Management Cabinet approved
a recommendation from the
women’s D-I golf committee to
switch from the long-standing
72-hole stroke-play format to a
that will look much like the
men’s event. Whether it will be
identical, however, is still to be
The original women’s plan
was to copy the men’s six-day
structure that will be used in
2013-14. Teams would play 54
holes of stroke-play competition with the low eight schools
advancing to a match-play bracket. A
fourth day of stroke play would be
contested for the low 36 female golfers
and ties to identify an individual
champion. The two final days would be
match play to determine the team title.
Several women’s coaches, however,
questioned having a fourth day of
stroke-play competition, something
the men are employing for the first
time this season. Some prefer three
days of stroke play and contesting
match play over three days. With the
NCAA’s approval, the women’s golf
committee will seek further input
before making a final recommendation
for the NCAA championship cabinet to
act on at its February 2014 meeting.
The move toward match play
ARCHITECTURE Renovated Blue Monster
reflects a changing future of college
golf. Last December, Golf Channel
announced a partnership with the
NCAA that includes televising the
men’s championship annually
beginning in 2014 and the women in
2015. Having these two flagship events
in consecutive weeks played under
different formats, however, had the
potential of confusing viewers. Given
the sometimes confounding nature of
the play-five/count-four stroke-play
format—along with the potential for
less-than-dramatic blowout similar to
what happened last May when USC
cruised to a overwhelming 21-stroke
victory—match play was the more
TV-friendly alternative. —R.H.
passes early eye test
❯❯ Somewhere along the way, the once
fearsome Blue Monster at Doral
turned into a pussycat, a
tired one at that, on
probably its ninth life.
That was before the
fattest of cats bought the
place, renamed it Trump
National Doral and hired
Gil Hanse to fit it with
new teeth shortly after it
hosted the WGC-Cadillac
Championship in March.
A peek at their work
during a recent visit to
the Miami facility
revealed just how big an
undertaking they have
made. Hanse and his design associate
Jim Wagner, who oversaw the job,
raised the profile of the Blue, both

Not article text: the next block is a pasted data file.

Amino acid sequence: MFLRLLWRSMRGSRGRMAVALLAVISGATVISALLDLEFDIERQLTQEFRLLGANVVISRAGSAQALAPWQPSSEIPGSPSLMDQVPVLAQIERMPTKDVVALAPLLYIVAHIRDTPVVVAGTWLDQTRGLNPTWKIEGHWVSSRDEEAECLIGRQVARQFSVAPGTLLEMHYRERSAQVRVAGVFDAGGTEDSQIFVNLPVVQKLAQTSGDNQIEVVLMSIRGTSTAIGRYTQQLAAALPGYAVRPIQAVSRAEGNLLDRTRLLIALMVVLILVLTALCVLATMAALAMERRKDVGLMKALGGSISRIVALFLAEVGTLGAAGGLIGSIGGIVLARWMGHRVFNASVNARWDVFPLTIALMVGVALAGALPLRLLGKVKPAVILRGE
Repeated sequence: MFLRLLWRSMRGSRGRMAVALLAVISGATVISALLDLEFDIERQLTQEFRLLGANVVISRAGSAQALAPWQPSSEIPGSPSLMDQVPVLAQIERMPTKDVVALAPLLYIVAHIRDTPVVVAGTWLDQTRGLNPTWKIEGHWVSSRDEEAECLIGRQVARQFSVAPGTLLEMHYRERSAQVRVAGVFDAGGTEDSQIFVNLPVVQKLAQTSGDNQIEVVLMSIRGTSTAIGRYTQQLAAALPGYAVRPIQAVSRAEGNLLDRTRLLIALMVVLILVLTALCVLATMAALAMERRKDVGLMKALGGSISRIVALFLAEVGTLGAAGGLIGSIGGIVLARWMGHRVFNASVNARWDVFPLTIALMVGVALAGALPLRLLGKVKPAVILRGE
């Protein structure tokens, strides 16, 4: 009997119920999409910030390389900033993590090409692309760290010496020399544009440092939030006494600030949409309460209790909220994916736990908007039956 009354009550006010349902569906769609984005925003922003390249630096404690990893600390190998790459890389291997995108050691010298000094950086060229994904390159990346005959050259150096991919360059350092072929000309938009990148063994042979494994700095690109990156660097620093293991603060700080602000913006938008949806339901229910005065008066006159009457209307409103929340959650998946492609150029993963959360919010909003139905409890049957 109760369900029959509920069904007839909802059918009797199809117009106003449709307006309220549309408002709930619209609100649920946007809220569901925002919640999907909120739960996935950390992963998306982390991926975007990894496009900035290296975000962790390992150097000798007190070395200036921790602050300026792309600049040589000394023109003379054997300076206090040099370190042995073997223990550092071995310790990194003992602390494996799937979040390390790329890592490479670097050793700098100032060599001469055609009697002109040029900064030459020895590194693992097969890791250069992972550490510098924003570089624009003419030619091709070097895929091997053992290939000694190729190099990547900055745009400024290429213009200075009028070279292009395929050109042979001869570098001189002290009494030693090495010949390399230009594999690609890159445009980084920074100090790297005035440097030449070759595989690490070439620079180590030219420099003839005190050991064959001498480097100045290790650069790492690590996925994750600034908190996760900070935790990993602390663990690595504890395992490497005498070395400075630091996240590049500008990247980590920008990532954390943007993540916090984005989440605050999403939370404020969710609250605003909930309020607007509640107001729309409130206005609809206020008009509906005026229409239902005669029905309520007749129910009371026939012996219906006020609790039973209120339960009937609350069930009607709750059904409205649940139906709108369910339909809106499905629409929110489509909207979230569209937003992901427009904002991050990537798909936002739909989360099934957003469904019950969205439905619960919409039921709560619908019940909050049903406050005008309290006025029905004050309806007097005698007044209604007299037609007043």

figuratively and literally, by excavating
200,000 cubic yards of sand on site
and using it to raise tees, fairways and
greens. Melaleucas, Australian pines
and buttonwoods were chopped away,
opening up view corridors and
providing room for diagonal strategies.
Drainage and turf were upgraded.
The transformation is startling.
There are holes where golfers actually
hit downhill from fairway into green,
previously unthinkable in South
Florida. Ridgelines stretch across
some holes, embossed with daunting
bunkers. Greens flow with intriguing
contours and enticing hole locations.
There are cross bunkers demanding
aerial assaults and ramps allowing
“That makes me feel
depressed about my round.
I was actually feeling pretty
good about it walking up here.”
The PGA Tour pro who shot a
second-round 68 at the BMW
Championship knew Jim Furyk had
shot a 59 to share the lead with him,
but learned at a press conference
Furyk’s round included a bogey.
“He was a little disbelieving.
The PGA Tour rules official was
asked about Tiger Woods’ reaction
when he was penalized two strokes
upon a video review of his ball
moving during his second round at
the BMW Championship.
“There’s more to it than people
realize because I did have back
issues that morning. I tried to
walk it off, but I couldn’t.
I told my coach, ‘ Today’s not
going to be easy.’ ”
For the first time since his final-day
collapse at the 1996 Masters, Norman
mentioned that an injury might
have been a factor.
“He confronted his battle with
cancer in recent weeks with a
strength and fortitude that belied
his small frame. His wit and
whimsical sense of humor …
never left him.”
The IMG vice chairman spoke of the
passing of Bev Nor wood, a well-liked publicist for the management
company who died Sept. 4 at 66.
NCAA women’s champs USC